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In Slight to Jones,Pastors Support Wilder Re-Election

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A coalition of area pastors that in September voiced frustration with the administration of Mayor L. Douglas Wilder has had a holy change of heart.

The multi-denominational group, once frustrated to the point of trying to draft former Richmond Commonwealth's Attorney David Hicks to challenge Wilder, is in talks to endorse the mayor, says the Rev. Joe Ellison, the organization's spokesman.

The move is notable as much for its turnabout as for its decision against endorsing the Rev. Dwight C. Jones, who comes from the pastoral community's own ranks.

"They're not going to endorse Dwight Jones," Ellison says. "They think Doug is more experienced. He runs the city like he's still the governor -- and love him or hate him, Doug Wilder is an icon."

He's an icon the group believes can guide the city through some of its toughest problems, such as the city's racial divide, staggering deficiencies in public education and the need to replace the decrepit Richmond Jail.

"We don't think Dwight Jones can be more diverse than Doug Wilder," Ellison says. "Doug Wilder can pull from across all denominations and all racial lines."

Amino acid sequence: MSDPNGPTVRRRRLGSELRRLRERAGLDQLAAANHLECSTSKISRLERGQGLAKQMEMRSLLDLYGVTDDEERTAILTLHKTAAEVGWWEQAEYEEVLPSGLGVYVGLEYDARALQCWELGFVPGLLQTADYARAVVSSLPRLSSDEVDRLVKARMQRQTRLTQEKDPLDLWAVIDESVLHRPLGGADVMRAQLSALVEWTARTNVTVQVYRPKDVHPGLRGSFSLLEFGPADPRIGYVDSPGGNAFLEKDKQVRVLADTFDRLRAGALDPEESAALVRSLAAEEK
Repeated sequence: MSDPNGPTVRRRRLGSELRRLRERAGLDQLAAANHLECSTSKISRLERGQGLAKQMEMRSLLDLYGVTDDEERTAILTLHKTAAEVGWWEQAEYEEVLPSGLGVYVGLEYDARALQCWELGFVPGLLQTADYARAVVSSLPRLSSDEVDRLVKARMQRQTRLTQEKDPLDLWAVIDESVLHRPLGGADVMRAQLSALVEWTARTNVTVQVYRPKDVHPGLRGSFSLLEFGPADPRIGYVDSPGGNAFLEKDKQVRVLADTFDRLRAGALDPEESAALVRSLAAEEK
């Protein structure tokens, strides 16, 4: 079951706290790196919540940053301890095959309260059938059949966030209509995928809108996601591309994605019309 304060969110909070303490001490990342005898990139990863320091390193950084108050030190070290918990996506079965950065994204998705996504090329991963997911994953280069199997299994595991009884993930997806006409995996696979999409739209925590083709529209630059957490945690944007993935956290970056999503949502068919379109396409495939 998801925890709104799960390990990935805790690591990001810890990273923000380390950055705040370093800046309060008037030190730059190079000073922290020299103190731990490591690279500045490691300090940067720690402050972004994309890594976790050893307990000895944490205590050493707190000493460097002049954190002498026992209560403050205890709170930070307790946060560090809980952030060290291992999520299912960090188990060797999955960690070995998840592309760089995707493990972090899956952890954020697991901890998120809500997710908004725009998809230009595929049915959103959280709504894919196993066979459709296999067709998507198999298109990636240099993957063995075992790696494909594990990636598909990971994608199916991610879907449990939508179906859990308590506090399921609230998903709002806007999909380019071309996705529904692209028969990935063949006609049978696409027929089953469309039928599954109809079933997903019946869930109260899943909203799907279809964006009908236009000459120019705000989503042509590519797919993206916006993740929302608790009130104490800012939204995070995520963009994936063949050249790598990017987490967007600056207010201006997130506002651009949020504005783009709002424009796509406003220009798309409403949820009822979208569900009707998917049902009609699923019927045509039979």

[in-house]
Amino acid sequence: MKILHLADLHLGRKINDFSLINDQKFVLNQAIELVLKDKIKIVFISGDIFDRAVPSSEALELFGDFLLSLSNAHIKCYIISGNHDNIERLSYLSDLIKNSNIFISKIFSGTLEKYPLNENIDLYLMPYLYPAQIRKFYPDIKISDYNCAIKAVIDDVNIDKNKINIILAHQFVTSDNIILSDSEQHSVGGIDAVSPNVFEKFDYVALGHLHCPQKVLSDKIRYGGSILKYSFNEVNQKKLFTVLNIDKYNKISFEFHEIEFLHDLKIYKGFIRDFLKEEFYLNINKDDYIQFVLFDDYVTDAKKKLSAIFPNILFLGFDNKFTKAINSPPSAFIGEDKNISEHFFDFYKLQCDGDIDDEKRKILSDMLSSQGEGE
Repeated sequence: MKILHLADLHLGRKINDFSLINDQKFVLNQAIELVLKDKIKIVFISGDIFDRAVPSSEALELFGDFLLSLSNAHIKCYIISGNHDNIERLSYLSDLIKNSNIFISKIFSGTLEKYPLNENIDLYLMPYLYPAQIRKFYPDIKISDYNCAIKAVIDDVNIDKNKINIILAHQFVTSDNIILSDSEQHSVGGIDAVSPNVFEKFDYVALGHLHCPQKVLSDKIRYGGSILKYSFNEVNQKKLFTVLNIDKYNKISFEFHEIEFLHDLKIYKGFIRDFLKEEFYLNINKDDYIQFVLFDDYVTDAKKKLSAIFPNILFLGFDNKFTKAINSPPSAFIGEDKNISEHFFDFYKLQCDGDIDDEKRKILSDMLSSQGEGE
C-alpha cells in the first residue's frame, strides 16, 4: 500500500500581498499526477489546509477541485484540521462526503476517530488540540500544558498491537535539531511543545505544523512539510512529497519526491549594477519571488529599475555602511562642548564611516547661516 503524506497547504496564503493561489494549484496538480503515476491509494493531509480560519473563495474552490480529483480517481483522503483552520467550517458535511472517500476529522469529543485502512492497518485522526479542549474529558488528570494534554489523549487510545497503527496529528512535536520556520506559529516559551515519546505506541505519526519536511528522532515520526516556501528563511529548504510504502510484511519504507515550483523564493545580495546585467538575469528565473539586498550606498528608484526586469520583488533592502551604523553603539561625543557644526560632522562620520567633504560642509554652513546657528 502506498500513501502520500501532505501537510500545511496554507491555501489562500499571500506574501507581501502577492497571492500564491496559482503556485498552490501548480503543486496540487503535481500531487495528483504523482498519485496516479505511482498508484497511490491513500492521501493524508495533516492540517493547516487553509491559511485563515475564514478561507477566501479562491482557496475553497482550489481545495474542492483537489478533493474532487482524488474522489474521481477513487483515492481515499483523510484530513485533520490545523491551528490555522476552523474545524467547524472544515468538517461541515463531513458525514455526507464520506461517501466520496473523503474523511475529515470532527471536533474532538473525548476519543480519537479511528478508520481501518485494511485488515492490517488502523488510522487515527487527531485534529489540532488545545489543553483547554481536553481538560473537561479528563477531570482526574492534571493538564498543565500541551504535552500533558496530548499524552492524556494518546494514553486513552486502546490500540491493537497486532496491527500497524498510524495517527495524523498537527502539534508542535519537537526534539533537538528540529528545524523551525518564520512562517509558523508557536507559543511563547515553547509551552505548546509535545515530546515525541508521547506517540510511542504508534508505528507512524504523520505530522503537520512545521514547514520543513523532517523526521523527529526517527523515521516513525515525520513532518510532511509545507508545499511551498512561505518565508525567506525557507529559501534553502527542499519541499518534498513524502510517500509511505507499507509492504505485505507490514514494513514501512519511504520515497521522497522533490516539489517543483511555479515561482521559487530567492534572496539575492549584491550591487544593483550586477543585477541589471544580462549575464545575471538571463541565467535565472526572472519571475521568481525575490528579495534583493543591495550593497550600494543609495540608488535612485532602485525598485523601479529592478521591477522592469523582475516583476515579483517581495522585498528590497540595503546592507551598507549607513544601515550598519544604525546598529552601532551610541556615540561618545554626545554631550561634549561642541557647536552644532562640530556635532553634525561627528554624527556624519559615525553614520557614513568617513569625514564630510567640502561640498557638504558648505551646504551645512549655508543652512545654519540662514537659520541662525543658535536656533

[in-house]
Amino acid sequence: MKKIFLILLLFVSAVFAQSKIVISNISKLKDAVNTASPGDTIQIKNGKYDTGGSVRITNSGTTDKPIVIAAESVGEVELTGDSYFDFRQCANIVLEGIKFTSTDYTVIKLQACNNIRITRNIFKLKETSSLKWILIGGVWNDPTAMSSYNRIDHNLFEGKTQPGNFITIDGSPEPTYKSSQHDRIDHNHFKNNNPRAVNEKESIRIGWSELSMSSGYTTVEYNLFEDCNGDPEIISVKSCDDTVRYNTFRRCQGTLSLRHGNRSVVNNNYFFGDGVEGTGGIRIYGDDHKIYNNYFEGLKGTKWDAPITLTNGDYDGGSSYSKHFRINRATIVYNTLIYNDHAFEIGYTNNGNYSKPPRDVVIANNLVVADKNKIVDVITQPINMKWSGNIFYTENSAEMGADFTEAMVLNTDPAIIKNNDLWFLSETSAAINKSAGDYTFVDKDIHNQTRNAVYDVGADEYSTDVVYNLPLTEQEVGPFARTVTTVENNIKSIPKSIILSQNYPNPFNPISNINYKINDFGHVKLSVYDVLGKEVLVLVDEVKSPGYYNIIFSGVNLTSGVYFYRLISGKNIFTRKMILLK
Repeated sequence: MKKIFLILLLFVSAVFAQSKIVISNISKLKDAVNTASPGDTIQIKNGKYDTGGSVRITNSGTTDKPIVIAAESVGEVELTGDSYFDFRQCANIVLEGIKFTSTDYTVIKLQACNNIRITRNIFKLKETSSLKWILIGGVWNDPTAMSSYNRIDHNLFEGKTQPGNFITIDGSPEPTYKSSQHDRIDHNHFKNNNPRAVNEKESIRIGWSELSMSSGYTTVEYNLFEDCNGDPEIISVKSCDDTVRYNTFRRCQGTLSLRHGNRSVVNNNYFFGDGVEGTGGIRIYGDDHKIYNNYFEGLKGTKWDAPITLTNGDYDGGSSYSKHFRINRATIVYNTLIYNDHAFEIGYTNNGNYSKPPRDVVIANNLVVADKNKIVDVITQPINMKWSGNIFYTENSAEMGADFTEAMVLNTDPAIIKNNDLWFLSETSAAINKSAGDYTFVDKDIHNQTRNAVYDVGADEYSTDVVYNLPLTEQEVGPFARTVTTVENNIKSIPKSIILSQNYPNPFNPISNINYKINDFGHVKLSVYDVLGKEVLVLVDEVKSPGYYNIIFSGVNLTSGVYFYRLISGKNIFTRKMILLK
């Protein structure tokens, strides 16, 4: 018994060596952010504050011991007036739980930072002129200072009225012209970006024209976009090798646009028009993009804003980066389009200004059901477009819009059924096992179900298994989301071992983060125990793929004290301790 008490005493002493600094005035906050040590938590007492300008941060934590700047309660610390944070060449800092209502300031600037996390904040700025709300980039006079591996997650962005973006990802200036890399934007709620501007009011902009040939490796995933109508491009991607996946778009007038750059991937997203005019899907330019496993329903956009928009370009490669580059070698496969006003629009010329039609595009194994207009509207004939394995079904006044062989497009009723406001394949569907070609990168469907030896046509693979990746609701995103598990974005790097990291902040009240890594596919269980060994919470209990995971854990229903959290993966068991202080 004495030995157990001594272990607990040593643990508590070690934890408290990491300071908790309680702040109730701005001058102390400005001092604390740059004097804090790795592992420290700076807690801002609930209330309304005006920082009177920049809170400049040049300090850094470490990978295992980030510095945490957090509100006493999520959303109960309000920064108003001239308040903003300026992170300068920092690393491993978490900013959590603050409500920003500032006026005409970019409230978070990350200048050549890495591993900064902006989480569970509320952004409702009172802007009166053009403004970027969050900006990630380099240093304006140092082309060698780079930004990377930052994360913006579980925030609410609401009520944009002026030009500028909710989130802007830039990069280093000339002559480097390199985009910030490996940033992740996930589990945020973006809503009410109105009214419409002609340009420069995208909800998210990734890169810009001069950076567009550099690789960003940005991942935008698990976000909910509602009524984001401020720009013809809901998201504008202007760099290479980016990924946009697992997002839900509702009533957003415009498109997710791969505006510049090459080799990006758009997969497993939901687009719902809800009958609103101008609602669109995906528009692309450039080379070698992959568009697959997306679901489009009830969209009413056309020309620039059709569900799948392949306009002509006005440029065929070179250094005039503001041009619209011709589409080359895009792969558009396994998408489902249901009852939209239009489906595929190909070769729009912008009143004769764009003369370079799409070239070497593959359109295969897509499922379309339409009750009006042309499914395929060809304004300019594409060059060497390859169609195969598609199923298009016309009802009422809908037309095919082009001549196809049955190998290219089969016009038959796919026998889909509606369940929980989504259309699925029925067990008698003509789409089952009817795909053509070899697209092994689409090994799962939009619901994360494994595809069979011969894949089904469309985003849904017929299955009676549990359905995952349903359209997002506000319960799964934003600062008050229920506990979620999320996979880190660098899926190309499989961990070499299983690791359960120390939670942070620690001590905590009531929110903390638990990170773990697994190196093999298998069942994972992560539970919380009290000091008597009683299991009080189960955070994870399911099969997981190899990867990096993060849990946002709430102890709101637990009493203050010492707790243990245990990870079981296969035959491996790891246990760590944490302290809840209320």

That said, Ellison acknowledges that the coalition of pastors is having a more difficult time bridging divides.

During the push to draft Hicks, the loosely bound group swelled to more than 50 pastors from the metro area, representing some congregations with more than 1,000 members. But with Hicks' decision not to run, the group says it's faced with making a choice between Wilder — who has not announced his candidacy — and Jones. And its ranks have shrunk to fewer than 30.

"The pastors are pretty torn because they feel Wilder is the best shot," Ellison says, indicating that a final decision on the group's endorsement will come soon. "They want Doug to work on a new jail. They want Doug to back off on the School Board. If he can agree to some of those terms, the pastors will support Doug."



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